Since its founding the Silicon Valley startup has built the world’s largest coaching network of over 2,000 coaches, and has grown to a team of more than 270 employees, serving over 300 enterprise businesses including Hilton, Google, Mars, NASA, Chevron, Warner Media and Airbnb, and has served over 100k000 members to date

In the past year, the company has more than doubled its annual recurring revenue, grown its customer base by 80%, recorded a net revenue retention reate of over 140%, and seen its number of coaching sessions more than double YOY. 

Last month, the company raised US$125 million in a Series D funding round, valuing the company at US$1.73 billion, and investors in BetterUp have included Tesla, SpaceX, Snap, Mulesoft, Social + Capital and Lightspeed Ventures.

BetterUp is using the funding to accelerate its innovation roadmap and continue to fuel new products, the latest o fwhich is BetterUp Care, an integrated metnal fitness offering that includes enterprise-wide access to coaching with behavioural health specialists, curated content, on-demand support, parenting spciealists, nutrition specialists, sleep specialists, group coaching, and digital learning. 

According to Robichaux, “by investing in their employees’ growth, our customers have seen measurable bheaviour change in their cultures and signficiant outcomes across their businesses”.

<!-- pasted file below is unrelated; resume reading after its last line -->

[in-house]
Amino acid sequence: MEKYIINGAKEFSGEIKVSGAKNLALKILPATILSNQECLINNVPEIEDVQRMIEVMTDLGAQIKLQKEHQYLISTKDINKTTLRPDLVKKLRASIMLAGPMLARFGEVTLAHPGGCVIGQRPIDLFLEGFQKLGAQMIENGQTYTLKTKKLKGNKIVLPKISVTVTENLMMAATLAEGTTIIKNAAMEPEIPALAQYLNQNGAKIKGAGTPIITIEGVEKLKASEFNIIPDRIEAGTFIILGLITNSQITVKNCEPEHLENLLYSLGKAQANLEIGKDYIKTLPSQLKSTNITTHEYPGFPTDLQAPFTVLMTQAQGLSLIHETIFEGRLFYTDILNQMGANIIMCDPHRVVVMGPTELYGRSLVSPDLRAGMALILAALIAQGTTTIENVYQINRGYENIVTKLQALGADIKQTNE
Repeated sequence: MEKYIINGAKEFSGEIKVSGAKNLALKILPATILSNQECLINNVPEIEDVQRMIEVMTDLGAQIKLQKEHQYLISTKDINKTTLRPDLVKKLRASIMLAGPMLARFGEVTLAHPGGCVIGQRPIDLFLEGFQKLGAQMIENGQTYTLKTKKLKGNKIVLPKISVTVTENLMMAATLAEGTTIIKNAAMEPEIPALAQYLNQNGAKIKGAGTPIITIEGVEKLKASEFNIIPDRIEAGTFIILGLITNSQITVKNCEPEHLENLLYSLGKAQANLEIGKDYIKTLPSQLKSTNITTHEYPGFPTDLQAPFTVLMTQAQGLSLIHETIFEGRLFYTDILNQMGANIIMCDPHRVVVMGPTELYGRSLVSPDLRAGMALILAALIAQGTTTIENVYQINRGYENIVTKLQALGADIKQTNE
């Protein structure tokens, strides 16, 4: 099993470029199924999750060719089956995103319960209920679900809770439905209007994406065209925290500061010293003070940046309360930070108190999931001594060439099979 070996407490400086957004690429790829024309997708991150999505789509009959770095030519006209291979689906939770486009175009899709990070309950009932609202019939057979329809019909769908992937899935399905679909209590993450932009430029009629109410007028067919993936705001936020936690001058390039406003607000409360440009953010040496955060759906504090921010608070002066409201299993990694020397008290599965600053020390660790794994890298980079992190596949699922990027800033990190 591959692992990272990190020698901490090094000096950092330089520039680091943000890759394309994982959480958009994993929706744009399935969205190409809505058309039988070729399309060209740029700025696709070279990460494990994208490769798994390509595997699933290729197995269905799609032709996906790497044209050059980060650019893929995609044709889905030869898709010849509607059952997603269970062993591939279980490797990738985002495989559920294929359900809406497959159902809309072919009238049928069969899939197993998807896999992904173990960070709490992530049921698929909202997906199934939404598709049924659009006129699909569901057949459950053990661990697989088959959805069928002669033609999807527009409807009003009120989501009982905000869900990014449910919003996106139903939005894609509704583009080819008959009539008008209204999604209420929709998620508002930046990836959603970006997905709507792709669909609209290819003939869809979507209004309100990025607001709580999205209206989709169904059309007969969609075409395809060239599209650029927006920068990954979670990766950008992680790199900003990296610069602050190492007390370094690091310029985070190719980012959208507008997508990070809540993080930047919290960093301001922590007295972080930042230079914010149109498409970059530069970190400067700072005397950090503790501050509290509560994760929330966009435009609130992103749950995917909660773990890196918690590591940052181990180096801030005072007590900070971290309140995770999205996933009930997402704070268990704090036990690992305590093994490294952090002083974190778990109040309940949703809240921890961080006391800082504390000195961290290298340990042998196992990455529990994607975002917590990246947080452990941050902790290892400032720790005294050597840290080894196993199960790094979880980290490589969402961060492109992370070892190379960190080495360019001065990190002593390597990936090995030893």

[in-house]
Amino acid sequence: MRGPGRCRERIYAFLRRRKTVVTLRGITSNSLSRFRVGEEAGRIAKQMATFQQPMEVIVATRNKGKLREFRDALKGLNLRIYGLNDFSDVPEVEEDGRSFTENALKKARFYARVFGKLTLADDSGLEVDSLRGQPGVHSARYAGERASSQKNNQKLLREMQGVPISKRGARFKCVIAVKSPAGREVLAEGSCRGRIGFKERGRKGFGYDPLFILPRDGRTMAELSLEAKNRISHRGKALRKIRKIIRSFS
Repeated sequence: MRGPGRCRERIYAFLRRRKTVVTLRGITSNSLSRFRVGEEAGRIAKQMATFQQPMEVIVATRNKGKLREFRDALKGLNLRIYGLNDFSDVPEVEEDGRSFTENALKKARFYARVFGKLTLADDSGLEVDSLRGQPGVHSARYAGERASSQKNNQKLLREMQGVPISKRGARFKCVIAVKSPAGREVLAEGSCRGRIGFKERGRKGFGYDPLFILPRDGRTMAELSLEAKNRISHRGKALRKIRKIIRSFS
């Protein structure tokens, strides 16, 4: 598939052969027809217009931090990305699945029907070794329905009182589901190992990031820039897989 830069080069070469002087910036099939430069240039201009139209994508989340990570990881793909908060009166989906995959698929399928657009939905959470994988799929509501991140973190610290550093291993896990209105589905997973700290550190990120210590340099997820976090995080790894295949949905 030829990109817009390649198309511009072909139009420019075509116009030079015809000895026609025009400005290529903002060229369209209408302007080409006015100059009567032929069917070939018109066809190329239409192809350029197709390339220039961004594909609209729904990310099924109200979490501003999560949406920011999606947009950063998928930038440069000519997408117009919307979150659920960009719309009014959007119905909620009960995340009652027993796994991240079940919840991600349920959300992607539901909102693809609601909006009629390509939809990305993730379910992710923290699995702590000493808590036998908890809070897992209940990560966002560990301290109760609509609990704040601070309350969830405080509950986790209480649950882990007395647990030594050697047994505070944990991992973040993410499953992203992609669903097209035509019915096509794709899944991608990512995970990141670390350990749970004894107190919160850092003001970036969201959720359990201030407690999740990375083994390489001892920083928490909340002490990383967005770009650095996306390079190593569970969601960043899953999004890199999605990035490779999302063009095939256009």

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Jun 6, 2021

Business Chief Legend: Former PepsiCo CEO Indra Nooyi

PepsiCo
businesslegend
Leadership
CEO
Kate Birch
4 min
As the first and only female CEO of PepsiCo, Indra Nooyi smashed corporate America’s glass ceiling and transformed the performance and purpose of PepsiCo

At a recent Asia Pacific-focused event, organised by P&G and UN Women, the former CEO of PepsiCo, Indra Nooyi, shared why enabling a diverse and inclusive workforce can directly impact the bottom line.

“If 80% of our products are bought by women because they were the gatekeepers at home, or make all the purchases, why don’t we have a large number of women represented in our ranks,” she told a virtual global crowd of thousands. 

Such business advice may seem rather obvious today, but in 2006, when Nooyi put this business philosophy into practice at PepsiCo, it was both pioneering and progressive. Because not only did the performance of PepsiCo transform under Nooyi’s 12-year tenure as CEO, but so did its purpose and people, with Nooyi widely praised for transforming the firm’s diversity and inclusion agenda.

And who better to do so than someone who had herself smashed the corporate American glass ceiling. Because, when Nooyi became CEO in 2006, following 12 years as Chief Strategist, not only was she among just a handful of female CEOs leading Fortune 500 firms, and one of very few foreign-born executives, she was both the first female CEO to lead PepsiCo, and the first person of colour. Not to mention also being a wife and mother.

Proving performance and purpose can co-exist